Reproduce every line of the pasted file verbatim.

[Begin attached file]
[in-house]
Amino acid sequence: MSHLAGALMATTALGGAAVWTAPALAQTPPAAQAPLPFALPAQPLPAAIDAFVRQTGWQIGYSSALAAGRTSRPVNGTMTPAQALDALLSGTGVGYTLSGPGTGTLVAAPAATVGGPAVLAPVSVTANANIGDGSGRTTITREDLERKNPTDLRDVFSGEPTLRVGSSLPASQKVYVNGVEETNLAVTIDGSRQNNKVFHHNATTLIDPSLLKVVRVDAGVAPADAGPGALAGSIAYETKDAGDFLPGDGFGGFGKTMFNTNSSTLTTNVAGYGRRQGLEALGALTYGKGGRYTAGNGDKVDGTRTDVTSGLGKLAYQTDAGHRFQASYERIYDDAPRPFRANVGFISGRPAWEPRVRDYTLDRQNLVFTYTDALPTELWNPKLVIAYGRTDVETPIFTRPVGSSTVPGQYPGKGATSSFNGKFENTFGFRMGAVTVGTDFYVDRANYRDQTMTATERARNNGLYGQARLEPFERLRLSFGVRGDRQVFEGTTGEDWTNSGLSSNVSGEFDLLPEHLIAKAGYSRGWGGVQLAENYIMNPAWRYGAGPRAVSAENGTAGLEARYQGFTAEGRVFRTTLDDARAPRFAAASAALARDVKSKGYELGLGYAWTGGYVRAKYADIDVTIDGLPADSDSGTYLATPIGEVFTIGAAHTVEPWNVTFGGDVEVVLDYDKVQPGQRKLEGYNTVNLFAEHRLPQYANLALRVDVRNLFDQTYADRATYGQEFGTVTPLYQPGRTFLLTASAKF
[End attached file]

[in-house]
Amino acid sequence: MSHLAGALMATTALGGAAVWTAPALAQTPPAAQAPLPFALPAQPLPAAIDAFVRQTGWQIGYSSALAAGRTSRPVNGTMTPAQALDALLSGTGVGYTLSGPGTGTLVAAPAATVGGPAVLAPVSVTANANIGDGSGRTTITREDLERKNPTDLRDVFSGEPTLRVGSSLPASQKVYVNGVEETNLAVTIDGSRQNNKVFHHNATTLIDPSLLKVVRVDAGVAPADAGPGALAGSIAYETKDAGDFLPGDGFGGFGKTMFNTNSSTLTTNVAGYGRRQGLEALGALTYGKGGRYTAGNGDKVDGTRTDVTSGLGKLAYQTDAGHRFQASYERIYDDAPRPFRANVGFISGRPAWEPRVRDYTLDRQNLVFTYTDALPTELWNPKLVIAYGRTDVETPIFTRPVGSSTVPGQYPGKGATSSFNGKFENTFGFRMGAVTVGTDFYVDRANYRDQTMTATERARNNGLYGQARLEPFERLRLSFGVRGDRQVFEGTTGEDWTNSGLSSNVSGEFDLLPEHLIAKAGYSRGWGGVQLAENYIMNPAWRYGAGPRAVSAENGTAGLEARYQGFTAEGRVFRTTLDDARAPRFAAASAALARDVKSKGYELGLGYAWTGGYVRAKYADIDVTIDGLPADSDSGTYLATPIGEVFTIGAAHTVEPWNVTFGGDVEVVLDYDKVQPGQRKLEGYNTVNLFAEHRLPQYANLALRVDVRNLFDQTYADRATYGQEFGTVTPLYQPGRTFLLTASAKF